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College of Engineering embedded counseling make mental health services more accessible

At NC State, we take care of our Wolfpack. We’re committed to creating a caring culture that supports each student’s well-being. Through embedded counseling, we’re making mental health services more accessible and attuned to the unique needs of each of the university’s colleges.

The concept isn’t new. Years ago, NC State placed embedded counselors in areas like Athletics and the College of Veterinary Medicine (CVM) in response to the tight schedules and distance from Central Campus that made it difficult for student-athletes and veterinary medicine students to access the Counseling Center. Campus Health also has an embedded counselor who helps providers support students presenting symptoms of mental health conditions.

Embedding clinicians across campus was one of the recommendations made by the Student Mental Health Task Force in February. But even before the task force was formed, plans were in motion to expand embedded counseling to each of the colleges. Monica Osburn, executive director of the Counseling Center, had already begun looking into securing an embedded counselor for the College of Engineering, due to its location on campus and an anticipated rise in enrollment. Additionally, the College of Agriculture and Life Sciences (CALS) ran a successful embedded counseling pilot program two years ago. In January, CALS partnered with the College of Sciences to create a joint embedded counselor position serving both colleges’ students.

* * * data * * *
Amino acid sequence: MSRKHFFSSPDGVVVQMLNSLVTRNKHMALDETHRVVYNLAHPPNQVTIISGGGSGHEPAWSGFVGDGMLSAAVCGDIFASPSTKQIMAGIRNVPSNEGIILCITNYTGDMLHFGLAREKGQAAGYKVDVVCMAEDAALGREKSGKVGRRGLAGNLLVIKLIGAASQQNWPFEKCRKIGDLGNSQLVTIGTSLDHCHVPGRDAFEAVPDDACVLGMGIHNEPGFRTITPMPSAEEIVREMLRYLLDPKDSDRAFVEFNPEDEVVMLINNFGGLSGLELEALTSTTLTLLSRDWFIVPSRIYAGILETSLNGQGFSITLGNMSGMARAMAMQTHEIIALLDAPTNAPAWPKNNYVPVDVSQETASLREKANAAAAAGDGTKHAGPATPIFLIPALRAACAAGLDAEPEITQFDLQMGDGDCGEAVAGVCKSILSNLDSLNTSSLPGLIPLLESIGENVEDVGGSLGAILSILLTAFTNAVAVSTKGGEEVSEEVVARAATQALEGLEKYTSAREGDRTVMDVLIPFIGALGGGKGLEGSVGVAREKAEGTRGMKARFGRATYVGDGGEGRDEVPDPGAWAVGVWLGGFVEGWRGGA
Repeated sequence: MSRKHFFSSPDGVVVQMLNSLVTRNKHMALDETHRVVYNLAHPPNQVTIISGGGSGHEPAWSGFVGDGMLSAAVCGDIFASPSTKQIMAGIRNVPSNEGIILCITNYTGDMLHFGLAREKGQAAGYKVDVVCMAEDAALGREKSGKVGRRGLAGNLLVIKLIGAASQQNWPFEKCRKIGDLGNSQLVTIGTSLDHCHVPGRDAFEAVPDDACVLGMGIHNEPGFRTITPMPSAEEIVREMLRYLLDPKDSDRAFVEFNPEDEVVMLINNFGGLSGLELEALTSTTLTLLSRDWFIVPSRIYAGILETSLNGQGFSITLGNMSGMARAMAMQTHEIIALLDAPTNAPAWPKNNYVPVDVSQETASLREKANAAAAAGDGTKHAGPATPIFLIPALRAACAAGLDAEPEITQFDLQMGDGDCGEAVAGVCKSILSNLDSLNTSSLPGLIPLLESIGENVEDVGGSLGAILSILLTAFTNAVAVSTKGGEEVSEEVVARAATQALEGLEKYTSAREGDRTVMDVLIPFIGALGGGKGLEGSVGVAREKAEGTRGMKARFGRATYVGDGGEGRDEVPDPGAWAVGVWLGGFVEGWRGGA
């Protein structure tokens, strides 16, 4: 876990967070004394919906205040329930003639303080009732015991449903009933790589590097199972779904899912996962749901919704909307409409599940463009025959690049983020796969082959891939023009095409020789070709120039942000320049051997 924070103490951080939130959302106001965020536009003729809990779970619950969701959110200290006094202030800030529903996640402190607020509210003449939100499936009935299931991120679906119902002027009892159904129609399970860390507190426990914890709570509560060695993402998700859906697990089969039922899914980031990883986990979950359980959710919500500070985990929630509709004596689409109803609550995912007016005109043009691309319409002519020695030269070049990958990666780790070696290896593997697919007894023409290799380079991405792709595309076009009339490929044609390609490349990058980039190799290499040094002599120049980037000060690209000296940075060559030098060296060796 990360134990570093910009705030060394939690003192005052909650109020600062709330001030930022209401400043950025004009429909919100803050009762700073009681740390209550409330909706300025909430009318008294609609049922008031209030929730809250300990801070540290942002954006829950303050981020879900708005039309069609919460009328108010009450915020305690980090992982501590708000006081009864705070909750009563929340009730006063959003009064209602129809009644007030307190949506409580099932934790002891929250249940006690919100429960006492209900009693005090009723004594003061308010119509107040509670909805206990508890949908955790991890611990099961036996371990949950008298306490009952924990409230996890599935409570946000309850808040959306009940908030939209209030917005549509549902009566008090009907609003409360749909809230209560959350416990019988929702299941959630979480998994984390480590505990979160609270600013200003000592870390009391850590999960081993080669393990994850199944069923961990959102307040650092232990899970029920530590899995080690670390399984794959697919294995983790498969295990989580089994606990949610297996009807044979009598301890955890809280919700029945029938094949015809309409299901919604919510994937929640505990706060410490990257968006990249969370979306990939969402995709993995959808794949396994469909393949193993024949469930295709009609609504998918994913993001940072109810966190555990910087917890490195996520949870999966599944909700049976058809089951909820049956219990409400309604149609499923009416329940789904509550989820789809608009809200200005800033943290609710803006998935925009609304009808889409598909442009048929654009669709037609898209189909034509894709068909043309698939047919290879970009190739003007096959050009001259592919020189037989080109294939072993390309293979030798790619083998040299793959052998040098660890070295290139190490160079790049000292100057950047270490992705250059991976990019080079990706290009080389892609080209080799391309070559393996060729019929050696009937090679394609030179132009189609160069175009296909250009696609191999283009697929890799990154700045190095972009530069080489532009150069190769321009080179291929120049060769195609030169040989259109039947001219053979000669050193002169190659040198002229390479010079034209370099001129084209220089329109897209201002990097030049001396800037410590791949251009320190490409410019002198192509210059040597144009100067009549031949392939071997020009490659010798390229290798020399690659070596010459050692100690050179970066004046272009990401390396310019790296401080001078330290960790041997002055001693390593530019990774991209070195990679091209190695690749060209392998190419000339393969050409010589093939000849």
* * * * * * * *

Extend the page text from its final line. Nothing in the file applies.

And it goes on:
At the College of Engineering, embedded counselor Hannah Lavasque brings her passion for working with neurodiverse populations — particularly individuals with ADHD, OCD, autism spectrum disorder and sensory sensitivities — into her work. In graduate school, she took on neurodiversity-focused practicums and internships, including a position at the J. Iverson Riddle Developmental Center. The facility is one of North Carolina’s three state-run centers for people with intellectual and developmental disabilities. Since joining the College of Engineering in December 2022, she and Miranda Liu, the other embedded counselor at the college, have completed a neurodiversity-affirming care training.

Hannah Lavasque, an embedded counselor at the College of Engineering.

“The embedded counselor job description was very neurodiversity forward, and I was excited to see this. Having the position be so neurodiversity-focused benefits the College of Engineering because, as an engineer, you almost need to think about the world in a different way,” said Lavasque. “And so people whose brains work a little bit differently than the way society expects them to, tend to gravitate toward fields like this. I was really excited that the college was aware they needed that type of support.”


A version of this story first appeared in NC State News.